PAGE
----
If an Aikido-ka practice with the mindset (humility, sincerity, and open-mindedness...not the necessarily their physical techniques) of MMA players than the real Aikido may happen, I am guessing, but in a far fewer numbers.

Please, clear me of any delusions, on Aikido or otherwise...

Last edited by Chris Evans : 10-27-2011 at 09:54 AM.

"The state that separates its scholars from its warriors will have its thinking done by cowards and its fighting by fools."
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Old 10-27-2011, 10:02 AM   #1607
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Re: Aikido does not work at all in a fight.

Quote:
Chris Evans wrote: View Post
A lot (96%, from on study) of golfers are quite "delusional,"
Do you have the citation at hand?

Quote:
If an Aikido-ka practice with the mindset (humility, sincerity, and open-mindedness...not the necessarily their physical techniques) of MMA players than the real Aikido may happen, I am guessing, but in a far fewer numbers.
Shhhh...
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Old 10-27-2011, 10:42 AM   #1608
Chris Evans
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Re: Aikido does not work at all in a fight.

OT: on Golf cheaters, was a 2010 Golf Digest magazine issue, with Duke University doing an anonymous/"blind" study/poll. If I find the exact citation I'll post...

"The state that separates its scholars from its warriors will have its thinking done by cowards and its fighting by fools."
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Old 10-27-2011, 10:45 PM   #1609
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Re: Aikido does not work at all in a fight.

Aikido has worked for me in a street situation many times. The last time was especially good when a maniac on a motorbike had road rage. He got from his bike and hurtled at me. I remained on my bike and never panicked just dropped my head as his fist came in. He hit my crash helmet and I think damaged his wrist.

This I know is not an Aikido technique, but being calm and not panicking is part of my training. Another time I was approached in Laos by 4 youths after my wallet. As i was grabbed I kept turning and 2 attackers were thrown clear. The third who hung on was disabled quite easily with sankyo. If I did not know Aikido then my money would have been gone. But the main point is, that at no time did I panic or feel that I would not overcome these yobs. The 4th one did nothing, as I smartly ran off, in case others were around with knives.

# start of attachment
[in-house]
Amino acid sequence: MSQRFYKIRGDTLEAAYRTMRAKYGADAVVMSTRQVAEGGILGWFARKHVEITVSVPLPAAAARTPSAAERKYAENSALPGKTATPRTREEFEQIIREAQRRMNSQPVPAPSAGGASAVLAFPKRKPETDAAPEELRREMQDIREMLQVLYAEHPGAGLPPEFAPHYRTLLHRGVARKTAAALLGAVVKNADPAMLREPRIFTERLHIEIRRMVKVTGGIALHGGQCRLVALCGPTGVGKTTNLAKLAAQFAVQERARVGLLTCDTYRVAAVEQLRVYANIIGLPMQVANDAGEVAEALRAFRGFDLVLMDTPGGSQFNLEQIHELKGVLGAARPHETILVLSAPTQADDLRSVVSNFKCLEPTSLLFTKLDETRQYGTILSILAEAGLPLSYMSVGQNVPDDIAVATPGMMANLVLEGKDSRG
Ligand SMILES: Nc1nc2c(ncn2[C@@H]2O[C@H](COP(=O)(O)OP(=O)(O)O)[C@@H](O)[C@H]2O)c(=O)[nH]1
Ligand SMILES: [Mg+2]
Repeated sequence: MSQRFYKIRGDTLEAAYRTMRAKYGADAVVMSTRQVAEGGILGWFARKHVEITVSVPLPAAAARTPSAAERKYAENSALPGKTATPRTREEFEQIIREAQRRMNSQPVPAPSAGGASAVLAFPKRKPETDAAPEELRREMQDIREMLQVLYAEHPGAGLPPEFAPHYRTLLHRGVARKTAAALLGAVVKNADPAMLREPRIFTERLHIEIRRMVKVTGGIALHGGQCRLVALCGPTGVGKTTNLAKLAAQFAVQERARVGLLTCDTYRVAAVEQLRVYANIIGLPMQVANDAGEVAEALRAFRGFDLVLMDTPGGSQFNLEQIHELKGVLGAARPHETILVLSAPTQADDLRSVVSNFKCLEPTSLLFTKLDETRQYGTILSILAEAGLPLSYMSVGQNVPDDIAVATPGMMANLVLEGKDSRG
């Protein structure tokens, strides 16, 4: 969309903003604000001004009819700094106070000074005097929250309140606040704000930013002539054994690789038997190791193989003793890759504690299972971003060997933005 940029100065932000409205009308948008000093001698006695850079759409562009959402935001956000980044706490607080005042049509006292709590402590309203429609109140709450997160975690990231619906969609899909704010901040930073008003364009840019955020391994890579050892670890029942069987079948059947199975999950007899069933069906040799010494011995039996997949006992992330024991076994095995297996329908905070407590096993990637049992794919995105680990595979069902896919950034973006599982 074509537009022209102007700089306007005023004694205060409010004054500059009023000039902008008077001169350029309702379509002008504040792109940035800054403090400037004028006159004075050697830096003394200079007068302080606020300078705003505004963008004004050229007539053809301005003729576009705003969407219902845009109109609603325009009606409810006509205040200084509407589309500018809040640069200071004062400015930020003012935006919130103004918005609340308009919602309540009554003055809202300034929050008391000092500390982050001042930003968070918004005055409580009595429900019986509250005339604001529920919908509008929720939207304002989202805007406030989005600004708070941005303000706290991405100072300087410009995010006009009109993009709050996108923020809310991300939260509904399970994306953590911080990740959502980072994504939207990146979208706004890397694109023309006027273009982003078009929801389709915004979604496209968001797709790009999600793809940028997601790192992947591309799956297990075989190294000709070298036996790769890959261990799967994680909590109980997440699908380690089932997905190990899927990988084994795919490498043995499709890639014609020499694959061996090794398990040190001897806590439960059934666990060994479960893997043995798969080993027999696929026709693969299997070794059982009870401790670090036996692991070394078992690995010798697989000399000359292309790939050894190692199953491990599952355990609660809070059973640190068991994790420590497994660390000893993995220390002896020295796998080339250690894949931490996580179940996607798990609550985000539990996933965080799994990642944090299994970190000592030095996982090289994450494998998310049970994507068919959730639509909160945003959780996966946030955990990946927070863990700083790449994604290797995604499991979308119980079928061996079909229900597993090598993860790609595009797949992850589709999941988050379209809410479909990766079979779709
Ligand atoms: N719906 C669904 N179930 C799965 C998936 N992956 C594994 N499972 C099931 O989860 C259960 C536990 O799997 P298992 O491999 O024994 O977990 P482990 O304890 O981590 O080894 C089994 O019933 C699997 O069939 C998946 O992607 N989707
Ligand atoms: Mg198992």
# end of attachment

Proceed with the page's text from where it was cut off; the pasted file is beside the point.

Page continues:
DOES any one know Sensei Max Moss
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Old 10-28-2011, 09:00 AM   #1610
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Re: Aikido does not work at all in a fight.

Quote:
Terry Johnson wrote: View Post
Aikido has worked for me in a street situation many times. The last time was especially good when a maniac on a motorbike had road rage. He got from his bike and hurtled at me. I remained on my bike and never panicked just dropped my head as his fist came in. He hit my crash helmet and I think damaged his wrist.

This I know is not an Aikido technique, but being calm and not panicking is part of my training. Another time I was approached in Laos by 4 youths after my wallet. As i was grabbed I kept turning and 2 attackers were thrown clear. The third who hung on was disabled quite easily with sankyo. If I did not know Aikido then my money would have been gone. But the main point is, that at no time did I panic or feel that I would not overcome these yobs. The 4th one did nothing, as I smartly ran off, in case others were around with knives.
DOES any one know Sensei Max Moss
This is an interesting situation, in that you utilized your training to stay calm and overcame the violence by virtue of that, rather than by physical force. However, that just means you used Aikido to avoid a fight, not to win it. The other incident you did use actual moves, which were apparently effective. That is telling in itself. But it's also worth noting that those Laotian youths were probably only trying to get your money, and not necessarily trying to do you great harm. So again, was this a "fight" in which you were the victor, or just an event where you were able to neutralize the situation? I'm not trying to take anything away from what you did, because you seemed to have handled it very well in both circumstances.
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Old 10-28-2011, 09:49 AM   #1611
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Re: Aikido does not work at all in a fight.

staying calm has a lot to do with having faith in courageous, open-minded, and sincere training.

an example of not being "open-minded" is when a karate dojo (or a WTF "Olympic"-only TKD dojang) practices their own cult-like attachments to their narrow range of waza/techniques without being mindful that some impractical waza/techniques can really open a person to vulnerabilities.

Both zazen (shikantaza/samadhi) and martial arts strive to perceive reality (inner and outer) as they are and develop a useful, practical, mindset, without adding a "veil" of wishful thinking "artsy/showy" or "idealistic" ways to practice.

We all know and love the preventive, peaceful resolutions, to potential conflicts in martial arts, esp. in Akido, but may we focus on observations in prevailing or surviving in a fight/self-defense/self-protection upon unavoidable contact, please?

"The state that separates its scholars from its warriors will have its thinking done by cowards and its fighting by fools."
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Old 10-28-2011, 01:12 PM   #1612
Janet Rosen
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Re: Aikido does not work at all in a fight.

That's what we train for. Well done.

Quote:
Terry Johnson wrote: View Post
Aikido has worked for me in a street situation many times. The last time was especially good when a maniac on a motorbike had road rage. He got from his bike and hurtled at me. I remained on my bike and never panicked just dropped my head as his fist came in. He hit my crash helmet and I think damaged his wrist.